Economists and financial markets closely monitor interest rates in hopes of gleaning information about the path of the economy. One measure of particular interest is the "yield curve." Recently, the yield curve associated with U.S. Treasuries has been inverted. This Insight discusses possible explanations for the inversion, including whether the inversion is signaling that the economy will enter a recession.
A yield curve plots the interest rates on various short-, medium-, and long-term bonds by the same issuer. Normally, short-term interest rates are lower than longer-term interest rates for a variety of reasons, producing an upward-sloping yield curve. For example, Figure 1 shows the Treasury bond yield curve on February 5, 2015. As the maturity date lengthens, the yield is higher at each point on the curve.
Occasionally, short-term interest rates are higher than longer-term rates, creating an inverted yield curve. Since March, the yield curve associated with U.S. Treasuries has shown signs of inversion. On August 19, 2019, the yields on 3-, 5-, and 10-year Treasuries were below the yields on Treasuries with a maturity of a year or less (see Figure 1). The yield on 20-year Treasuries were also lower than the yields on 3- or 6-month Treasuries. The yields on 30-year Treasuries was higher than the yield on 3-month Treasuries, but the spread between the two has been narrowing, suggesting that the portions of the yield that have not inverted have flattened. As the figure illustrates, the yield curve inversion has occurred because short-term rates have risen and long-term rates have declined.
Source: U.S. Treasury.
Historically, an inverted yield curve has tended to precede recessions, and therefore, investors believe that the current inverted Treasury yield curve could foreshadow the next recession. A common gauge of an inverted yield curve is when the difference between the yields on 10-year and 3-month Treasuries is negative. By this measure, the yield curve has inverted before each of the last seven recessions, which are marked by gray bars in Figure 2.
However, three other features of this data illustrate that the yield curve's predictive power should not be overstated. First, there can be a considerable lag between when the yield curve inverts and when the economy enters into a recession. Second, this time lag varies. And third, sometimes the yield curve has inverted without a subsequent recession. Together, these three observations imply that an inverted yield curve does not guarantee that a recession will occur or—if a recession is going to occur—that it is necessarily imminent. Studies have found that the yield curve inversion has some predictive power but is not as accurate as other measures at predicting recessions.
An inverted yield curve can be a signal of an upcoming recession if it reflects investors' pessimism over the path of future interest rates and the economy. The Federal Reserve (Fed) controls the federal funds rates, giving it significant influence over short-term interest rates. The Fed typically raises the federal funds rates before a recession, when the expansion is peaking, and reduces the federal funds rates during a recession. When investors become nervous about the outlook of the economy, they begin to expect that the Fed will lower short-term rates in the future and thus will move into longer-term bonds, pushing down longer-term rates. (Yields fall when bond prices rise.) The flattening of the yield curve since November 2018 has been driven by the 1.5 percentage point decline in the 10-year yield over that period. The recent inversion could be capturing investors' belief that the Fed will continue to reduce short-term rates, which it cut for the first time in over a decade in July.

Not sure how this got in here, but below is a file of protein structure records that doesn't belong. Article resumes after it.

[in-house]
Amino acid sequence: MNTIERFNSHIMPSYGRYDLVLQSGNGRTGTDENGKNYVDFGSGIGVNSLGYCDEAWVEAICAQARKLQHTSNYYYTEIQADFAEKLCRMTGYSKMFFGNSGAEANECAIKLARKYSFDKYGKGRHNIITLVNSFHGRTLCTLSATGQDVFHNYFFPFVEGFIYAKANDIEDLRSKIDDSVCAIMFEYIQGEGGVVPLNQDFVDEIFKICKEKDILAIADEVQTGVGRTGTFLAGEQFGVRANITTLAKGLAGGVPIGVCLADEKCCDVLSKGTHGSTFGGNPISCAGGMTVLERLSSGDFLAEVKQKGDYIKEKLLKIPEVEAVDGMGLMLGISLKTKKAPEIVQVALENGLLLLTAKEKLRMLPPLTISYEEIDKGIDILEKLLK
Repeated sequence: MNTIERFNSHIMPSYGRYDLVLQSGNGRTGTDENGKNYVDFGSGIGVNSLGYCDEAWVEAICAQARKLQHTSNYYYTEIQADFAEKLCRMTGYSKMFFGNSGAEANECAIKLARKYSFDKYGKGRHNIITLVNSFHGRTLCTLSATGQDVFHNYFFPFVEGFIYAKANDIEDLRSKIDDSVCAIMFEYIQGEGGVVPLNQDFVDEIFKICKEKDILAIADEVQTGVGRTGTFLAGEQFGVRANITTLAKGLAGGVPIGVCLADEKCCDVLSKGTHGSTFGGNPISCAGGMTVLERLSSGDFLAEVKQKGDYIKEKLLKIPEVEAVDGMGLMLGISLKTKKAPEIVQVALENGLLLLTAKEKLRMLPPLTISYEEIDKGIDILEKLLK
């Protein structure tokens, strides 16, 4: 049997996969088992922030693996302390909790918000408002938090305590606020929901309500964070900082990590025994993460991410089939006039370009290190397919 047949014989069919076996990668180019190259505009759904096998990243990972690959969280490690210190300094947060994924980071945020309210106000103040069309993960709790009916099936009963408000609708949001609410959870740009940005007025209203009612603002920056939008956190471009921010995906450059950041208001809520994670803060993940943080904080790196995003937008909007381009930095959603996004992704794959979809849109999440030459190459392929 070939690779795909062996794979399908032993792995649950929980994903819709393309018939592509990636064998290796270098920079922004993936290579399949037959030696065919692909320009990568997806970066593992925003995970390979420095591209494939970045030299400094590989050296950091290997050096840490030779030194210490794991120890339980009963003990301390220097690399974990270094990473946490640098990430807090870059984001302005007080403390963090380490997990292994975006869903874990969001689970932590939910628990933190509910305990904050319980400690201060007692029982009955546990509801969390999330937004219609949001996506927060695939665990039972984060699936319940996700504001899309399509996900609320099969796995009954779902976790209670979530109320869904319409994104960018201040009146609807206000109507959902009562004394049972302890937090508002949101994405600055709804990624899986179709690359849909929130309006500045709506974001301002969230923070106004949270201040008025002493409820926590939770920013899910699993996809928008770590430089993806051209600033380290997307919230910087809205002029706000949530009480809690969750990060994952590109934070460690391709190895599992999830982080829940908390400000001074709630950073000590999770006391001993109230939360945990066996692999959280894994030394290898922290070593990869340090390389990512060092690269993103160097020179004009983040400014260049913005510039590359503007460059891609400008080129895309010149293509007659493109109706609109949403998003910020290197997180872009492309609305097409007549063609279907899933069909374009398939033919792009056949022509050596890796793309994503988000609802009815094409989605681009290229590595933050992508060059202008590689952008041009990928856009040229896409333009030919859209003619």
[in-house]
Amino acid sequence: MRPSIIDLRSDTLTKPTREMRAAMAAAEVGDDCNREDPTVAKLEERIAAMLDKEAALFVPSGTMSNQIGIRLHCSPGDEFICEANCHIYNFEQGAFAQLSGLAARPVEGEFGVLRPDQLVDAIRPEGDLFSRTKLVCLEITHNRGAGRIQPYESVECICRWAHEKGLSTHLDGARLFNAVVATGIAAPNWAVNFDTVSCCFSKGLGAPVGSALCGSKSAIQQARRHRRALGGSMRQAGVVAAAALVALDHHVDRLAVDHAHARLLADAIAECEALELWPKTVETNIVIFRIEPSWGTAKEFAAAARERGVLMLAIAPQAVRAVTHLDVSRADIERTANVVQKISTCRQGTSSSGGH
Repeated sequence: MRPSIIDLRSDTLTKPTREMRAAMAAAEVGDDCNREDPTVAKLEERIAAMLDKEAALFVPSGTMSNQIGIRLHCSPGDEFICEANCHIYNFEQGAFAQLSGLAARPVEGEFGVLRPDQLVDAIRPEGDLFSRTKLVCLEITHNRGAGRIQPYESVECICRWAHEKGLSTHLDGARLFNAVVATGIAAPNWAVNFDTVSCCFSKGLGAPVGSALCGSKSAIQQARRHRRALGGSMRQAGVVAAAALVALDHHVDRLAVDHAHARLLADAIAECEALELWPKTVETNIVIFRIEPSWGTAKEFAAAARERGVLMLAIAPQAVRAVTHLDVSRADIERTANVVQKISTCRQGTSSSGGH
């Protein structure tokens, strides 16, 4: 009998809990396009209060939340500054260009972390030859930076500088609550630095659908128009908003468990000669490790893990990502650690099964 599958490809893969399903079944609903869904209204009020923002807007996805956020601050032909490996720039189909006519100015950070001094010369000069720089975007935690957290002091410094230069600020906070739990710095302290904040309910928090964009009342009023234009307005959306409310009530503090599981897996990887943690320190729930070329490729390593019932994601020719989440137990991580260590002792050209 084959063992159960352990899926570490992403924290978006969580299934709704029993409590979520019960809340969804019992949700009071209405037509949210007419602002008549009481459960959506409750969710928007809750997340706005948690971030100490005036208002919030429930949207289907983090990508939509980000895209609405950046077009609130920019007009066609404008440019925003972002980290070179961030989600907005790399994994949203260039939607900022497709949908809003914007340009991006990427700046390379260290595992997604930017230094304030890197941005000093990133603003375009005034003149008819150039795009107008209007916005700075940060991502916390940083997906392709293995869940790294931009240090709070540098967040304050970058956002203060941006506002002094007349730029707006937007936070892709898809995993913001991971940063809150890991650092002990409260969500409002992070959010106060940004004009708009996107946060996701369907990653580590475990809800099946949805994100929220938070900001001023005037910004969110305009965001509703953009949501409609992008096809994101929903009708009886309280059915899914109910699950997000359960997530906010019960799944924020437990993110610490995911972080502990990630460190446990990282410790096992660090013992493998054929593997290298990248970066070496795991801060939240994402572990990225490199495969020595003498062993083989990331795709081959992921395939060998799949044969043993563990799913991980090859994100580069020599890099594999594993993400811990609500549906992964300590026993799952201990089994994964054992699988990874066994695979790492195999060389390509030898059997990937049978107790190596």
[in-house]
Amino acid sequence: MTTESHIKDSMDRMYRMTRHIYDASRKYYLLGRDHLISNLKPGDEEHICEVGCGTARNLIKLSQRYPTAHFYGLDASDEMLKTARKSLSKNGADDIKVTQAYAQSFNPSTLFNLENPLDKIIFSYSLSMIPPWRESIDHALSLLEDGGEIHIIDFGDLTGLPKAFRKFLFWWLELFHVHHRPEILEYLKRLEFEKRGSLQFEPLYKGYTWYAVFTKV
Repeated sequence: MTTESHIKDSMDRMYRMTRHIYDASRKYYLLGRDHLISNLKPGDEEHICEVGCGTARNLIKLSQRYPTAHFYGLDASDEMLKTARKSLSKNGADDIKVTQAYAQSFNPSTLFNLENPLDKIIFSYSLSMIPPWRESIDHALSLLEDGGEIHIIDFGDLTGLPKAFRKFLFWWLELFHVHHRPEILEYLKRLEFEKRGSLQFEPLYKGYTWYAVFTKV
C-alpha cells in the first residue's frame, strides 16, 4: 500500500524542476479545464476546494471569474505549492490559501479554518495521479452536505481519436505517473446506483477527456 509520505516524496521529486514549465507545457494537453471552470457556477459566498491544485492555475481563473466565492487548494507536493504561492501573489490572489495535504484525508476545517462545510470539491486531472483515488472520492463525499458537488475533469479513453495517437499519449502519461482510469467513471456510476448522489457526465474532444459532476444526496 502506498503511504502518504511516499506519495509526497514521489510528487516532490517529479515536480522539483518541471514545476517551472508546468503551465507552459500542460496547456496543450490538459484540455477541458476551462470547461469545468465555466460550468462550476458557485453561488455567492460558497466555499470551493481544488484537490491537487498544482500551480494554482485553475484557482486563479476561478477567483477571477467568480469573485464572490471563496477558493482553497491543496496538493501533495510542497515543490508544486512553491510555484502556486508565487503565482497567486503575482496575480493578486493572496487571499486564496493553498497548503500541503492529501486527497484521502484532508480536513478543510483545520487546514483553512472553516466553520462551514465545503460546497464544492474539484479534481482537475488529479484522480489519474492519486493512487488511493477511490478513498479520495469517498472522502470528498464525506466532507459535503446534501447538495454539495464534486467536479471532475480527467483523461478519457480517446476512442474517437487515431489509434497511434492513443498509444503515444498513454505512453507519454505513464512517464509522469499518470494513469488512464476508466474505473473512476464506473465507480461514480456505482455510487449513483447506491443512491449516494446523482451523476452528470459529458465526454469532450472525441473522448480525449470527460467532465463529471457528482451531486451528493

An inversion could also signal the effect future tightening credit conditions may have on economic activity. Banks earn profits by borrowing short-term funds at a low rate and making longer-term loans at a higher rate. When the yield curve inverts, or starts to flatten, it squeezes bank profits as banks' cost to borrow funds begins to rise, while the revenue they earn from loans begins to fall. This can lead banks to cut back on lending, causing consumers to curtail spending and businesses to reduce investment.
There are also a number of reasons why an inverted yield curve may not be indicative of an oncoming recession. Investors could be incorrect in their belief that future interest rates will fall. Many forecasters are predicting that the economy will slow, putting downward pressure on long-term rates, without the economy entering a recession. U.S. interest rates may currently be influenced by low global rates, reflecting foreign economic issues. The risks associated with holding long-term bonds may have fallen for reasons other than expectations that future short-term rates will fall. For example, investors may expect future inflation to be lower and more stable.
Additionally, if Treasury securities of different maturities are not perfect substitutes, an increase in demand for long-term Treasuries could flatten the yield curve independent of changes in the economic outlook. For example, a desire for safe, liquid assets among foreign governments and financial institutions that want to match the duration of their long-term liabilities could be driving the demand for long-term Treasuries. The Fed also recently stopped reducing the amount of Treasury securities it holds on its balance sheet, leaving its holdings at a permanently higher level than investors may have originally anticipated, thereby reducing the available supply on the market in the future—though large projected federal budget deficits ensure that the overall supply of Treasury securities will continue rising under current policy.